Specimen

Collection

• Buccal swab
• Whole blood,  2-5 mL, into:
i. EDTA-containing tube (purple or lavender top), or
ii. ACD-containing tube (yellow top), or
iii. Citrate-containing tube (blue top).
• Store at 2-8°C.  Ship by overnight carrier at ambient temperature.

Rejection Criteria

• Buccal swab:
i. Physical damage
ii. Specimen appears to have microbial contamination or other visible  contamination
iii. The name on the tube does not match the name on the paperwork.
iv. It is older than 10 days.
• Blood specimen:
i. It is collected in a heparin-containing tube because heparin can inhibit  the PCR reaction.
ii. It leaked in the shipping container.
iii. The name on the tube does not match the name on the paperwork.

iv. It is older than 10 days.

Interpretation

CPT code

81355

Test Limitations

The detection of genetic variants does not replace the need for therapeutic drug monitoring or other appropriate clinical monitoring by the health care provider.  Additional mutations for the tested genes that are not described in the methodology section will not be detected.  CYP2C9 metabolism is also influenced by concomitant medications, inhibitors, inducers, diet and various disease states.  These tests were developed and the performance characteristics were determined by MDL.  The CYP2C9 and VKORC1 tests have not been cleared or approved by the US Food and Drug Administration.  The FDA has determined that such approval is not necessary.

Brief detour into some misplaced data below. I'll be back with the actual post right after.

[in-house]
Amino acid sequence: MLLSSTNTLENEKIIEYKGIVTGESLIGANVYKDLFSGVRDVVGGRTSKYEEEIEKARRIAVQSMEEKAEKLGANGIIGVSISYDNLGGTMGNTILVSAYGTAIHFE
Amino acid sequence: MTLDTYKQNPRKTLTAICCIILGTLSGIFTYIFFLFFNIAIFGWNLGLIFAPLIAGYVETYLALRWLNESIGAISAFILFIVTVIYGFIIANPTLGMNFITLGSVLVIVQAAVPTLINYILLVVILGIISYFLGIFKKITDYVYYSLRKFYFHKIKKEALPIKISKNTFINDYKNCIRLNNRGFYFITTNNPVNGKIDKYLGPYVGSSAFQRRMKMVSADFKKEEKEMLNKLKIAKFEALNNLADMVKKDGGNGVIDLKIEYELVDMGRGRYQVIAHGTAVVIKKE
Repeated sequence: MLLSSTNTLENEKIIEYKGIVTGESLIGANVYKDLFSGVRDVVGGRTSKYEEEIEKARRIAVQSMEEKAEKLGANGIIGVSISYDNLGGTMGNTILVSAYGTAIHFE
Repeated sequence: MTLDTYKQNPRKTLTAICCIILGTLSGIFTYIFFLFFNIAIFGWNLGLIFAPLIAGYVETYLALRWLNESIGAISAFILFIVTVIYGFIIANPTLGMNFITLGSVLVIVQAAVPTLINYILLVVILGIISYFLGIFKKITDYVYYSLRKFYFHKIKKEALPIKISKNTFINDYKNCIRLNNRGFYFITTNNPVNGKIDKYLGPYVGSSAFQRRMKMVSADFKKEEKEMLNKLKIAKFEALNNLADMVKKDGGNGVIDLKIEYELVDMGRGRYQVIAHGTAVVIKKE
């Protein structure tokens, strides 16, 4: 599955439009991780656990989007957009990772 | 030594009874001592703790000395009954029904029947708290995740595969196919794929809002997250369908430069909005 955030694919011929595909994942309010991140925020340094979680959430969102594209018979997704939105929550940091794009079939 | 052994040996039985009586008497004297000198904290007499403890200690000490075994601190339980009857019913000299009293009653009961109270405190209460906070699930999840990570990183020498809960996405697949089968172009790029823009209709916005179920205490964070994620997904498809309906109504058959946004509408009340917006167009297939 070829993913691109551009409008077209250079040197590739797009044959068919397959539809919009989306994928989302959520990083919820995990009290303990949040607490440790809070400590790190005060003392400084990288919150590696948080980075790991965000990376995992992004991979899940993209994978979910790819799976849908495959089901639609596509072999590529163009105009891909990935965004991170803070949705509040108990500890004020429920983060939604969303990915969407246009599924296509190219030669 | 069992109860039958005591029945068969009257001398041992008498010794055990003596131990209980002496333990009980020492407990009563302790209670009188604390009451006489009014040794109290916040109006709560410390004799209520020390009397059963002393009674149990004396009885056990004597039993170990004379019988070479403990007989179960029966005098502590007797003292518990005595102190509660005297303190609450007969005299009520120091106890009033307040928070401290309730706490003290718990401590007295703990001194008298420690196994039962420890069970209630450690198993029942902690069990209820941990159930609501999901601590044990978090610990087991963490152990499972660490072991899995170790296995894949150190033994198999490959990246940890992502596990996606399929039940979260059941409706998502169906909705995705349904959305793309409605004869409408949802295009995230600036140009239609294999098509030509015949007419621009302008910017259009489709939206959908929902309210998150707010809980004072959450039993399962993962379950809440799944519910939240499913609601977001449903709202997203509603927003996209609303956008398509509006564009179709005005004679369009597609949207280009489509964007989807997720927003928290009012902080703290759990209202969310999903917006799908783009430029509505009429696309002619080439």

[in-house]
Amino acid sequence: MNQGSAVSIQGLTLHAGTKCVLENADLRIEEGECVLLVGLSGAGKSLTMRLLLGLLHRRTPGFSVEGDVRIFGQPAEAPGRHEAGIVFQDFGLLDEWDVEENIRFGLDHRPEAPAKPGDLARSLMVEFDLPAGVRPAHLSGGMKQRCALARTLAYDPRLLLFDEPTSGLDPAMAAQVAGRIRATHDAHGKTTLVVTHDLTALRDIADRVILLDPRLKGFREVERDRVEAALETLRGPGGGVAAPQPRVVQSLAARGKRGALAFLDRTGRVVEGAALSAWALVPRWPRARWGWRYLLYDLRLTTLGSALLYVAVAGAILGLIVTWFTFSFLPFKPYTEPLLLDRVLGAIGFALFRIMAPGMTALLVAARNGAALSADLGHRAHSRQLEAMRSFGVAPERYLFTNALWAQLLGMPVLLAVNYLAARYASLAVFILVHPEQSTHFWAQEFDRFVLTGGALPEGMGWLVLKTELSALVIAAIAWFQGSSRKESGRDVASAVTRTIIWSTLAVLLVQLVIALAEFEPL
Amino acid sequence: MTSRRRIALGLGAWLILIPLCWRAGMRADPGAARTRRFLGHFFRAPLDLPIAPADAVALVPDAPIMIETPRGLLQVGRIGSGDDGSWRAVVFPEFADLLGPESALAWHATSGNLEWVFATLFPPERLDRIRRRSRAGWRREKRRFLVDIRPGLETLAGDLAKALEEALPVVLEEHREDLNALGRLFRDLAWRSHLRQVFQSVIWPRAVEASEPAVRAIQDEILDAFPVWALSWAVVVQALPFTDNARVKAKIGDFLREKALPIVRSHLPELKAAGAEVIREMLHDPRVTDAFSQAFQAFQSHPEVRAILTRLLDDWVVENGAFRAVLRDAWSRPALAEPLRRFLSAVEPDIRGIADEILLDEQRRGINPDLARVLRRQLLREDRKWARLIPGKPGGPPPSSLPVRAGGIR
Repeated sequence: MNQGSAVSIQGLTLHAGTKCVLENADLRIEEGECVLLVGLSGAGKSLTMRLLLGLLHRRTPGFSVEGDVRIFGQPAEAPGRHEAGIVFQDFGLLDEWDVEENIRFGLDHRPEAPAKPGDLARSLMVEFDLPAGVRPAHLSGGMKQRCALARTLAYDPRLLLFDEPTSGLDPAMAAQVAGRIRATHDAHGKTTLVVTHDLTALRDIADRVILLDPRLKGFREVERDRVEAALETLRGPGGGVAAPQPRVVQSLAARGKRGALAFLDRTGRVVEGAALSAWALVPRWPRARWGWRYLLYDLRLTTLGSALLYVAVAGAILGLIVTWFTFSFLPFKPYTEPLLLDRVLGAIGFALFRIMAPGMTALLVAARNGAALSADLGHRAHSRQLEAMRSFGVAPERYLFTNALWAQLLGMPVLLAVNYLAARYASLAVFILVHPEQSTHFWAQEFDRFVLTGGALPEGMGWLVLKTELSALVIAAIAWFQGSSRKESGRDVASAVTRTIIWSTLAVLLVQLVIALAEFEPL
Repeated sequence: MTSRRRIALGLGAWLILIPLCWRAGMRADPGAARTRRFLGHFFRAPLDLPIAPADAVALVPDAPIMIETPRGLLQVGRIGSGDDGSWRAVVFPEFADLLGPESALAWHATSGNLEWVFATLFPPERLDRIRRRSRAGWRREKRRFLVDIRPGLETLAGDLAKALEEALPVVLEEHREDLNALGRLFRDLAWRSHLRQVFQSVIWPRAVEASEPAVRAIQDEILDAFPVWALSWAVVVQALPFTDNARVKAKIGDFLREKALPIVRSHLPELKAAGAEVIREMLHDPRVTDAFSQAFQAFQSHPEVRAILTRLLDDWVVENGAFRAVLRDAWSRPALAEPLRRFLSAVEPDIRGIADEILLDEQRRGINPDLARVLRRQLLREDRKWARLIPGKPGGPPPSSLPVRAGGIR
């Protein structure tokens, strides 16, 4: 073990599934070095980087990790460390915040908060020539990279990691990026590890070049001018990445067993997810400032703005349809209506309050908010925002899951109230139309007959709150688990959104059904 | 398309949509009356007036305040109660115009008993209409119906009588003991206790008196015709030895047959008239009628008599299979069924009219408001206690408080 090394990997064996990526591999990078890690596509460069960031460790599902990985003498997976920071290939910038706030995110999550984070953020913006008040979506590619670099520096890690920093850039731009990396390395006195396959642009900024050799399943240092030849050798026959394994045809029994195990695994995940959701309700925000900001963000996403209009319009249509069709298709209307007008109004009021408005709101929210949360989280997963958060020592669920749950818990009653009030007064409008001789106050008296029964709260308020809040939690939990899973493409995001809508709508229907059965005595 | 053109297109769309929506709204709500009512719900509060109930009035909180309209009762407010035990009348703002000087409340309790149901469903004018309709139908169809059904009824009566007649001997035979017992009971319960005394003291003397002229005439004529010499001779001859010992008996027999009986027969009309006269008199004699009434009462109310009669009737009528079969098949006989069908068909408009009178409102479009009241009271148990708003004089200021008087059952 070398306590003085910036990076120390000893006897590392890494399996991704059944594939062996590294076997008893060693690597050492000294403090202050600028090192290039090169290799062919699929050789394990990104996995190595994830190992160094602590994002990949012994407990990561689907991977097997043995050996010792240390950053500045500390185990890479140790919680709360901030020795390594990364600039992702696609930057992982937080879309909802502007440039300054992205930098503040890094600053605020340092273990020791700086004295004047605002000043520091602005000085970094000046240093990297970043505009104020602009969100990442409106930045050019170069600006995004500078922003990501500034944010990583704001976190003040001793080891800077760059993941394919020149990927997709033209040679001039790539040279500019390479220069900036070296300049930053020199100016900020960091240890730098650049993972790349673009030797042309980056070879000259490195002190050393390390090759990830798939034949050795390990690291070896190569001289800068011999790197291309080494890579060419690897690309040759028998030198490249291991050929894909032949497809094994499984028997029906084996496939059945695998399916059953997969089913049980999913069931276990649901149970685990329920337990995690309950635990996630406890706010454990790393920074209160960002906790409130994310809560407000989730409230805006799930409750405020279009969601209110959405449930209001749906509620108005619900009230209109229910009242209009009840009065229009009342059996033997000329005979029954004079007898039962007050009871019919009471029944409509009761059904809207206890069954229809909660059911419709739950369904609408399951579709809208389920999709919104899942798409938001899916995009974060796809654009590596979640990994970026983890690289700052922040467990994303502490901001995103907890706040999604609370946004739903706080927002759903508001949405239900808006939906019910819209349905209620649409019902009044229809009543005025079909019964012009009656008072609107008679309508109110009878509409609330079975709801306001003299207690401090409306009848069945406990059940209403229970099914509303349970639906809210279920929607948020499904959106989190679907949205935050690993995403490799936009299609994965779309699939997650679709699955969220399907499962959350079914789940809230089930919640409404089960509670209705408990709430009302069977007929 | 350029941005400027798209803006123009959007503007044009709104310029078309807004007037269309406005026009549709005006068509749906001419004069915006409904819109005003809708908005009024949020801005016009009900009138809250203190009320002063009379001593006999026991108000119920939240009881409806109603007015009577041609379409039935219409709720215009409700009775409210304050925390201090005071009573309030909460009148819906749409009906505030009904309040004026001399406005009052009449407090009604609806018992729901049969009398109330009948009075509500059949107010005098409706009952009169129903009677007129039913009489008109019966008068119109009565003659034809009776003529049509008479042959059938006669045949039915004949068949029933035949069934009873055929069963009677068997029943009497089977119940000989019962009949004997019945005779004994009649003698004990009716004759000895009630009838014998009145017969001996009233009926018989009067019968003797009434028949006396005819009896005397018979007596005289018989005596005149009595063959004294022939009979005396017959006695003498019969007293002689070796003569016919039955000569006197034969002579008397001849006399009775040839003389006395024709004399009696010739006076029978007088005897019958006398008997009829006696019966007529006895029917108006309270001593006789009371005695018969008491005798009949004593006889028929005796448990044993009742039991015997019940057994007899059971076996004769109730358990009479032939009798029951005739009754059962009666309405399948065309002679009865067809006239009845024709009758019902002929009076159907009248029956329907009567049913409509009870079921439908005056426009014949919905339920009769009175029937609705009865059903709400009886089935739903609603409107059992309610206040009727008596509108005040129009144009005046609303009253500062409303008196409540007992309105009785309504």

This test is approved for use on New York state residents.

References

1.    Cavallari LH et al.  Role of Pharmacogenomics in the Management of Traditional and Novel Oral Anticoagulants. Pharmacotherapy  31(12): 1192-1207.  2011

2.    Cavallari LH and Perrera MA.  The future of warfarin pharmacogenetics in under-represented minority groups.  Future Cardiol.  8(4): 563-576.  2012

3.    Flockhart DA, et al.  Pharmacogenetic Testing of CYP2C9 and VKORC1 Alleles for Warfarin.  American College of Medical Genetics Policy Statement.  Genet Med  10(2): 139-150.  2008
doi: 10.1097/GIM.0b013e318163c35f

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5.Johnson JA, et al.  Clinical Pharmacogenetics Implementation Consortium Guidelines for CYP2C9 and VKORC1 Genotypes and Warfarin Dosing.  Clinical Pharmacology & Therapeutics.  2011 doi:10.1038/clpt.2011.185    

6.Jorgensen AL, et al.  Influence of CYP2C9 and VKORC1 on Patient Response to Warfarin:  A Systematic Review and Meta-Analysis.  PLOS ONE  7(8): 1-20.  2012 e44064.  doi:10.1371/journal.pone.0044064

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8.Klein TE, et al.  The International Warfarin Pharmacogenetics Consortium.  Estimation of the WWararin Dose with Clinical and Pharmacogenetic Data.  The New England Journal of Medicine.  360(8):753-764.  2009

9.Langley MR, Booker JK, Evans JP, McLeod HL, Weck KE.  Validation of Clinical Testing for Warfarin Sensitivity.  Comparison of CYP2C9-VKORC1 Genotyping Assays and Warfarin-Dosing Algorithms.  Journal of Molecular Diagnostics.  11(3): 216-225.  2009 DOI: 10.2353/jmoldx.2009.080123

10. Limdi NA, et al.  Influence of CYP2C9 and VKORC1 on Warfarin Response During Initiation of Therapy.  Blood Cells Mol Dis.  43(1): 119-128.  2009
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11. Limdi, Nita A., et al.  Warfarin Pharmacogenetics: a single VKORC1 polymorphism is predictive of dose across 3 racial groups. Blood Journal 115: 3827-3834.  2010 doi: 10.1182/blood-2009-12-255992.

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13. Reider, Mark J., et al.  Effect of VKORC1 Haplotypes on Transcriptional Regulation and Warfarin Dose. The New England Journal of Medicine 352(22): 2285-93.  2005

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17. Yuan HY, Chen JJ, Lee MT, Wung JC, Chen YF, Charng MJ, Lu MJ, Hung CR, Wei CY, Chen CH, Wu JY, Chen YT.  A novel functional VKORC1 promoter polymorphism is associated with inter-individual and inter-ethnic differences in warfarin sensitivity. Hum Mol Genet. 14(13):1745-51. 2005